M50 Reising

M50 Reising
M50 Reising
Model-50.jpg
The Reising Model 50 submachine gun
Type Submachine gun
Place of origin  United States
Service history
In service 1941–1953
Used by See Users
Wars World War II
Production history
Designer Eugene Reising
Designed 1940
Manufacturer Harrington & Richardson
Produced 1941–1945
Variants M55, M65
Specifications
Weight 3.1 kg (6.83 lb) (M50)
2.8 kg (6.2 lb) (M55)
Length 959 mm (37.8 in)
787 mm (31.0 in) stock retracted (M55)
Barrel length 279 mm (11.0 in) (M50)

Cartridge .45 ACP
.30 Carbine
.22 LR (M65)
Action Delayed blowback, closed bolt
Rate of fire 550 rounds/min (M50)
500 rounds/min (M55)
Muzzle velocity 280 m/s (919 ft/s)
Feed system 12, 20-round detachable box magazine
Sights Front blade, rear notch

The Reising was an American submachine gun manufactured by Harrington & Richardson. It was designed and patented by Eugene Reising in 1940. The two primary versions of the weapon produced during World War II were the M50 and the simplified folding stock M55. Over 100,000 guns were ordered, and were initially used by the United States Navy, Marine Corps and the United States Coast Guard, though some weapons were shipped to Canadian, Soviet, and other allied forces in the effort against the Axis powers.

Contents

Design

A United States Coast Guard sailor, with working dog, using a modified Reising SMG while on shore patrol.

Though described as a submachine gun, the Reising was actually designed as a compact lightweight semi-automatic carbine that was also capable of fully automatic fire. The M50 was a selective fire weapon, capable of a fully automatic fire at a rate of 450–600 rounds per minute or semi-automatic fire. It was reported that the true full-auto rate was closer to 750–850 rounds per minute. Unlike the Thompson submachine gun, the Reising fired from a closed bolt.

As opposed to the then standard Thompson submachine gun, the Reising was lighter, easier to manufacture, and in mass production for the military was priced at approximately $50 per weapon as opposed to $225 per Thompson.[1]

Variants

Reising Model 65 training rifle

There were five versions of the Reising, two selective fire models: the M50 and M55, two semi-automatic only variants—the M60 and the M65, a .30 Carbine light rifle variant[2] the latter one chambered for the .22 Long Rifle rimfire cartridge designed for training purposes.

There were several differences between the M50 and the M55. The most obvious one was the use of a rather flimsy, folding wire buttstock in the M55. The latter also eliminated the compensator and was simplified internally, making it lighter and shorter, with a reduced rate of fire. The M55 was originally issued to Marine parachute infantry and armored vehicle crews.

The M60 was a long-barreled, semi-automatic carbine model designed primarily for military training and police use. However, few of these were ever sold. The Marines used M60s for training, guard duty and other non-combat roles. Some M60s were believed to have been issued to Marine officers at Guadalcanal.[3] The remaining guns were passed on to State Guards and civilian law enforcement agencies.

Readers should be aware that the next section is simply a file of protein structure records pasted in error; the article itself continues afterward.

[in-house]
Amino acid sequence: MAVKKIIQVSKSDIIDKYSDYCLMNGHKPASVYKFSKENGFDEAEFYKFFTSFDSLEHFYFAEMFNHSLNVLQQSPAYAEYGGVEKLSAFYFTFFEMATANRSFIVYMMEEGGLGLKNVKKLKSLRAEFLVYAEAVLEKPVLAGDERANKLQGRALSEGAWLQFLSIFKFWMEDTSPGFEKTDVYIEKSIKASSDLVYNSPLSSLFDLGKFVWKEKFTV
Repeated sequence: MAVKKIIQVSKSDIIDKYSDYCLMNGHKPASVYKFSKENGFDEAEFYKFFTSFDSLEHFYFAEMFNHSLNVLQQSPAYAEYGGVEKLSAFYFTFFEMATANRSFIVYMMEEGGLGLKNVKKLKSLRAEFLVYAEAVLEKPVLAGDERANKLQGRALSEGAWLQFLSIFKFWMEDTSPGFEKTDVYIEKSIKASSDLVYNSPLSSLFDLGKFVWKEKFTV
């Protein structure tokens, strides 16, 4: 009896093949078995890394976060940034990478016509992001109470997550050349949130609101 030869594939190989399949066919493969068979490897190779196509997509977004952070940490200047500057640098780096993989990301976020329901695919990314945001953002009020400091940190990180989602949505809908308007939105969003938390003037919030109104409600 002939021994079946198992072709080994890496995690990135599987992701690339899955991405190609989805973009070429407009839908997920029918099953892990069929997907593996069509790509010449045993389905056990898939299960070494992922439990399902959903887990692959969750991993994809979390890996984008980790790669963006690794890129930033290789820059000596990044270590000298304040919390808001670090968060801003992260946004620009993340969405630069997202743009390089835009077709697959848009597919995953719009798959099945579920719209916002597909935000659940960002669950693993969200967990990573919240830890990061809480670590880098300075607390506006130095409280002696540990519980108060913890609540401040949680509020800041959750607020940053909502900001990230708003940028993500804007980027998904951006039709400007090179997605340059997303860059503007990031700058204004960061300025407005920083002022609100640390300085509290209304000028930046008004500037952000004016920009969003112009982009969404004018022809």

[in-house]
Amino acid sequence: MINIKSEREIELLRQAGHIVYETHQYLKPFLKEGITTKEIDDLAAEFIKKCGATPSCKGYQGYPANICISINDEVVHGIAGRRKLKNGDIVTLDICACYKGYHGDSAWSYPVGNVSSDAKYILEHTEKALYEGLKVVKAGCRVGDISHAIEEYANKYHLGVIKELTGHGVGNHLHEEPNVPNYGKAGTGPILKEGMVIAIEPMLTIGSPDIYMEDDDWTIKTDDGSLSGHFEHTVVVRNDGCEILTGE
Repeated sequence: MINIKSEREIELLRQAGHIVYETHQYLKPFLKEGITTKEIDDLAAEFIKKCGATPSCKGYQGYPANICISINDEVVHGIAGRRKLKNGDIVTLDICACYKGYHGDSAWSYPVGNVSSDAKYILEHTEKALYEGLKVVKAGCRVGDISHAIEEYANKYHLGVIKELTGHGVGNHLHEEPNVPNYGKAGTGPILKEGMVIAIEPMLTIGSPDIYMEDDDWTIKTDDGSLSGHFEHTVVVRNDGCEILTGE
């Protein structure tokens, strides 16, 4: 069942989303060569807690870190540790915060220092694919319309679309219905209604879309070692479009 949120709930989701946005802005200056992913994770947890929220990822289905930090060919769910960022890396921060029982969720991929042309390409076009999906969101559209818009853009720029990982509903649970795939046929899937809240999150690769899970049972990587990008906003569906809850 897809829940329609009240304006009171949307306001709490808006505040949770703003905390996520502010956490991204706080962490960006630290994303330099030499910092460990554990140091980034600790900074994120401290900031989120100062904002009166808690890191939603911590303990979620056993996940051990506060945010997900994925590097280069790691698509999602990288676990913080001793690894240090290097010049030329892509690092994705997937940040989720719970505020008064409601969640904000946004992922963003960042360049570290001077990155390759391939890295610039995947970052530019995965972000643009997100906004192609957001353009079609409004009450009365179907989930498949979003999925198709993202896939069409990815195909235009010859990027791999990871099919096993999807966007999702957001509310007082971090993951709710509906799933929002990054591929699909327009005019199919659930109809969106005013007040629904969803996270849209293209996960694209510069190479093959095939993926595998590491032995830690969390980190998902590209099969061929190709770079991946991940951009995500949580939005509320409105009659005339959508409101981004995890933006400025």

USMC Deployment

Reising Model 55 with wire stock folded
USMC Reising Model 60 carbine

The Reising entered military service primarily because of uncertainty of supply of sufficient quantities of the Thompson submachine gun. In the testing stage, it won out over some other competing designs. It was very light and quite accurate in aimed fire, attributed to its better stock fit and intricate closed bolt, delayed blowback design, though its firepower was somewhat limited due to the 20-round capacity of its largest magazine.[4][5] Most submachine guns fire from the open bolt position, meaning the full weight of the bolt slams forward when the trigger is pulled; with the Reising, only a lightweight firing pin striker moves when the trigger is pulled.

The U.S. Marines adopted the Reising in 1940 with 4,200 authorised per division with approximately 500 authorised per each infantry regiment.[6][7]

During World War II, quantities of the M50 Reising gun were issued to U.S. Marine Corps personnel deployed to the Pacific theatre, and were used in the Solomon Islands campaign, including the battle for Guadalcanal. Most Reisings were originally issued to Marine officers and NCOs in lieu of a compact and light carbine, since the M1 carbine was not yet being issued to the Marines. Although the Thompson submachine gun was available, this weapon frequently proved too heavy and bulky for jungle patrols, and initially it too was in short supply.[4]

The Paramarines and armoured crewmen were known to have been issued quantities of the folding stock M55, but the weapon's poorly designed wire-framed stock (which tended to fold while firing) soon earned the M55 a poor reputation.[8] The 1st Marine Parachute Battalion were issued the weapon in New Zealand[9] with other Marines only drawing their new Reisings onboard ship while headed towards Guadalcanal with a minimum of familiarization.

Unfortunately, the Reising was designed as a civilian police weapon and was not suited to the stresses of harsh battle conditions encountered in the Solomon Islands—namely, sand, saltwater and the difficulty in keeping the weapon clean enough to function properly. Tests at Aberdeen Proving Ground and Ft. Benning Georgia had found difficulties in blind-folded reassembly of the Reising, indicating the design was complicated and difficult to maintain. Many of the parts were hand fitted at the factory; this lack of parts interchangeability was not a problem for a civilian or police firearm, but it caused difficulty when Reisings were maintained in the field under combat conditions.[10]